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Actual Innocence and Habeas Corpus

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Is a claim that a convicted prisoner is actually innocent of the crime, by itself without any claim that the trial was procedurally unfair, a ground for relief in habeas corpus?  That question remains unanswered.  Today in Jones v. Taylor, No. 13-36202, the Ninth Circuit reversed a district court's grant of relief to an Oregon prisoner convicted of intrafamily sexual abuse.  As sometimes happens in such cases, the witnesses (who are family of the defendant) recanted.  The opinion by Judge Tashima skips the question of whether a sufficient showing of actual innocence can be a ground for habeas relief and says that this showing doesn't make it.

This is a common outcome in such cases.  The Supreme Court seemed poised to decide the "actual innocence" question in Herrera v. Collins, 506 U.S. 390 (1993), but when it took a good, hard look at the evidence it saw that it fell "far short" of anything that might conceivably warrant overturning a conviction.  In the infamous Troy Davis case, the high court took the extraordinary step of sending an original habeas petition to a district court for fact-finding on innocence, where the district judge found that Davis's claim of innocence was "smoke and mirrors."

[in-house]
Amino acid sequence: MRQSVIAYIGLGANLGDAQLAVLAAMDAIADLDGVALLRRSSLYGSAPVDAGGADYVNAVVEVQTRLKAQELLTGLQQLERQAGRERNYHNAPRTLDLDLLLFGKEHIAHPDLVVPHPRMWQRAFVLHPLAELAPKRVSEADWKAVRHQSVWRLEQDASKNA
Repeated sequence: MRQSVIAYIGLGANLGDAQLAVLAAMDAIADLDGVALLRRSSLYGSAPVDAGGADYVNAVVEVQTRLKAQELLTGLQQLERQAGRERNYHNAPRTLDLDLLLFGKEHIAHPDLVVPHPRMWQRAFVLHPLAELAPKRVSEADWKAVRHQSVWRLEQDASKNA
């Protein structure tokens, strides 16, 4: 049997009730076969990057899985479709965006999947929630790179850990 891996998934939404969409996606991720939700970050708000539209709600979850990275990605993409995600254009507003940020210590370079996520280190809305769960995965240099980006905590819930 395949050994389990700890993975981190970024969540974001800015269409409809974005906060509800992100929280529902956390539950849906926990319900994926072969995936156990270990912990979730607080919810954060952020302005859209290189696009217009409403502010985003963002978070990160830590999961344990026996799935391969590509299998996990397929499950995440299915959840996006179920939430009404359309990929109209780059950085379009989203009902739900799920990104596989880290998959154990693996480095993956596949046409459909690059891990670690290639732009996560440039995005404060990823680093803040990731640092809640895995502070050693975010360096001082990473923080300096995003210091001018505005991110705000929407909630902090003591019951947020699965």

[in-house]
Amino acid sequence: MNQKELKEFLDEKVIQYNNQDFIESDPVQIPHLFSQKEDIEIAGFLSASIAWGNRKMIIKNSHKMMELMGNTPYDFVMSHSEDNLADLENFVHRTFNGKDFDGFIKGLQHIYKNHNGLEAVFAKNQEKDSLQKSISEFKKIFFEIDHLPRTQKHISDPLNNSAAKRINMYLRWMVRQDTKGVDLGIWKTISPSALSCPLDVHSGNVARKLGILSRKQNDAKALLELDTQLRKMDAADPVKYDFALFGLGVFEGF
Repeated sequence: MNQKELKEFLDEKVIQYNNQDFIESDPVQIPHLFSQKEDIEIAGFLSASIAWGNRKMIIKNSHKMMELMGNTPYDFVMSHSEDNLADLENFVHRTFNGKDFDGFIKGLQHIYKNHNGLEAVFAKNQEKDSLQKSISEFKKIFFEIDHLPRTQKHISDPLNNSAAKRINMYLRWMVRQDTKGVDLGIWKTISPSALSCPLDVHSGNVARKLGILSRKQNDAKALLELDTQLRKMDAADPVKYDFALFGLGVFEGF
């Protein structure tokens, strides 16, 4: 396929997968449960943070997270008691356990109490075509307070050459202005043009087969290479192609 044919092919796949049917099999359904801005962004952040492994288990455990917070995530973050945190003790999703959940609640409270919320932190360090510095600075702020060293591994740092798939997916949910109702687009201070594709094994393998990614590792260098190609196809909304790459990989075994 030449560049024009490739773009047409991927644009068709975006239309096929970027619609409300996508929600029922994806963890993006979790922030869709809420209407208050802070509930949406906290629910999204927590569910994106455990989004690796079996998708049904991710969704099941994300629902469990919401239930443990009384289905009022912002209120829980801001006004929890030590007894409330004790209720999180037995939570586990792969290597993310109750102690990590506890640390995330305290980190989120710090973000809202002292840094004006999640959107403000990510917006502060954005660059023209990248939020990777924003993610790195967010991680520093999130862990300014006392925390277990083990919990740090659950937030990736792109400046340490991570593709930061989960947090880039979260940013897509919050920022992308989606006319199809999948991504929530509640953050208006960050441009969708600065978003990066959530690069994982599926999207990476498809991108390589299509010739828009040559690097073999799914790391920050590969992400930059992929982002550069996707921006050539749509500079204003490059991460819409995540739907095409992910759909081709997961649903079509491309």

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The underlying question however remains, why is recantation evidence "properly viewed with great suspicion?" It is no more (or no less) "suspicious" than an uncorroborated, unwitnessed allegation, where the accuser may in fact have a motive to fabricate.

Is the correct analysis of such recantation evidence subjective or objective? Are there relevant objective factors that could (or should) be considered, e.g., length of time from incident to reporting; length of time from testimony to recantation; age, IQ and reading comprehension level(s) of accuser / witnesses?

Finally, there is the logical inconsistency of a jurist concluding that "no logical juror" would come to a differing result. Judges are not jurors and vice-versa. What might impact a "reasonable juror" may be irrelevant to a long-term prosecutor now on the Bench. [I am not slamming prosecutors - merely pointing out that their "mind-set" is geared to evaluating evidence and testimony differently than say, a neutral juror or equally as institutionally biased as a long-term defense counsel].

The problem of "wrongful" (or more appropriately perhaps, "erroneous") convictions is real. The present approach to such claims, as evidenced in Jones v. Taylor, is the proverbial "ostrich" head in the sand approach and not very helpful or enlightened when it comes to dealing with one of these cases.

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